Ask Pablo: Does This Compostable Plate Have To Go In The Compost? Can I Recycle It?


Image Source: Jason Tester
Dear Pablo: Our café uses dishes by Ecoproducts. Each plate has "Compostable" and "Tree Free" embossed on the surface. Does this plate need to go into a compost? Or can it be thrown into a recycling bin? What happens if it ends up in a landfill?.

Over the years many of us have become conditioned to divert resources from the landfill by recycling. This not only keeps landfills from overflowing but it also displaces some of the need for virgin materials from non-renewable resources (petroleum, old-growth forests, etc.). But with our new eco-conscious society in mind, manufacturers are producing more and more products that are seen as more "green." Among these are compostable bio-plastics and tree-free products. Our eco-urges want us to place them in the recycle bin along with normal plastic and paper but now we have the "compostable" label to worry about.What Does Compostable Even Mean?
In the industry the word "compostable" is defined by ASTM 6400 ("Standard Specification for Compostable Plastics") and ASTM 6868 ("Standard Specification for Biodegradable Plastics Used as Coatings on Paper and Other Compostable Substrates") as 90% biodegradation within 45-120 days with no remaining toxic residues. If a product is certified as compostable by the Biodegradable Products Institute it meets these requirements.

Can I Still Recycle Compostables?
PLA (biodegradable bio-plastic made from GMO corn) can now be found in everything from water bottles to cutlery. While it can technically be recycled, as Plus1 claims, it can also be seen as a contaminant in the PET recycling stream which compromises the revenue of recycling plants. In addition to this people are still uncomfortable with throwing a bio-plastic into the compost bin because it seems to go against everything that we were taught. This means that a great share of the biodegradable plastic is neither composted, nor recycled. The landfill is often the safest bet for the conflicted.

Your tree-free plates are most likely made from bagasse, the fibers of the sugarcane plant. About 5-10% of the world's paper production uses agricultural fibers, which includes bagasse. Bagasse is well-suited for making paper because it requires less bleaching to make bright white paper. Unfortunately, when used for food, there is a lot of potential for contamination and the recycling plant may just divert it to the landfill anyway. Pizza boxes, for example, are often so contaminated with grease or cheese that many recyclers don't accept them. So, while bagasse is an excellent material for making paper, it will most likely end up in the landfill if it has been used in food service.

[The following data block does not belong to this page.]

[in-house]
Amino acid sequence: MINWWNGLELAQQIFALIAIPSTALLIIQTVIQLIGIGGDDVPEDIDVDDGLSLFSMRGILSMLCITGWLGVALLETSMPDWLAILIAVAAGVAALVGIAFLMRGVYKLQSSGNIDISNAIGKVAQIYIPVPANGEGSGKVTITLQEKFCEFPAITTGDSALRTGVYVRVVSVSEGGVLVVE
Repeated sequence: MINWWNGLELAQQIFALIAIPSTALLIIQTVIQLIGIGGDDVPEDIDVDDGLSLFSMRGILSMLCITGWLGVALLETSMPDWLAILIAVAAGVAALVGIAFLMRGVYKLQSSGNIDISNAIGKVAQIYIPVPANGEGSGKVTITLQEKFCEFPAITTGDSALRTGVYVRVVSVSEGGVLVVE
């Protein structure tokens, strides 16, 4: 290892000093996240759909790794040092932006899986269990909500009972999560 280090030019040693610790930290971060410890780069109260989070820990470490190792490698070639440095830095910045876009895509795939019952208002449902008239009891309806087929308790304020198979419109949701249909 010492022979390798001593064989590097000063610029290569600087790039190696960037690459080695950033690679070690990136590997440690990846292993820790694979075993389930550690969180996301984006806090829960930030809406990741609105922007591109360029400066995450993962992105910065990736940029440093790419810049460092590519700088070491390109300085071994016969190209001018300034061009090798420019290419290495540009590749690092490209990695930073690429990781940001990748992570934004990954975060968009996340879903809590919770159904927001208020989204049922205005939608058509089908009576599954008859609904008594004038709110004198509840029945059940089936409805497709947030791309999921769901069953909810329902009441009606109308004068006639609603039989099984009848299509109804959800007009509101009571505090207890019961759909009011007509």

So, If It Ends Up In The Landfill, What Happens To It?
When we throw things "away" to a landfill they don't really go anywhere. When there is enough moisture and the right microbes present, some of the waste is turned into methane gas which either leaks into the atmosphere or is captured and flared. Methane is a potent greenhouse gas (23 times more potent than carbon dioxide) and best landfill management practice says that landfills should be kept dry to avoid its creation. But even if your cups and plates sit there for thousands of years, it could be worse.

The end-of-life impact of your choice in cups and plates is only part of the equation. The bigger part is the resource extraction and manufacturing part. Even if a package made from renewable materials ends up in the landfill, it can still have less of an impact than a fossil or mineral-based material that is recycled (See:Which Milk Container Has The Lowest Carbon Emissions?). By selecting a product that is made from renewable sources rather than non-renewable sources, you have already made a good decision. When it comes to potentially contaminated food ware, composting is the most environmentally friendly thing to do. But even if composting is not an option, it is still a better choice than food ware made from non-renewable materials.

Pablo Päster is a weekly columnist for TreeHugger.com, an experienced greenhouse gas engineer and the Senior Environmental Program Manager at Hara Software. Send your questions to Pablo(at)TreeHugger.com or submit the via this form and connect to his RSS feed.
More TreeHugger Articles On Compostables:
Compostable and "Biodegradable" Plastics Provide False Sense of Responsibility
Sun Chips To Introduce Completely Compostable Bags
Compostable Table Ware...Or Not

Tags: Biodegradable | Bioplastics | Carbon Dioxide | Composting | Eco-Friendly Office

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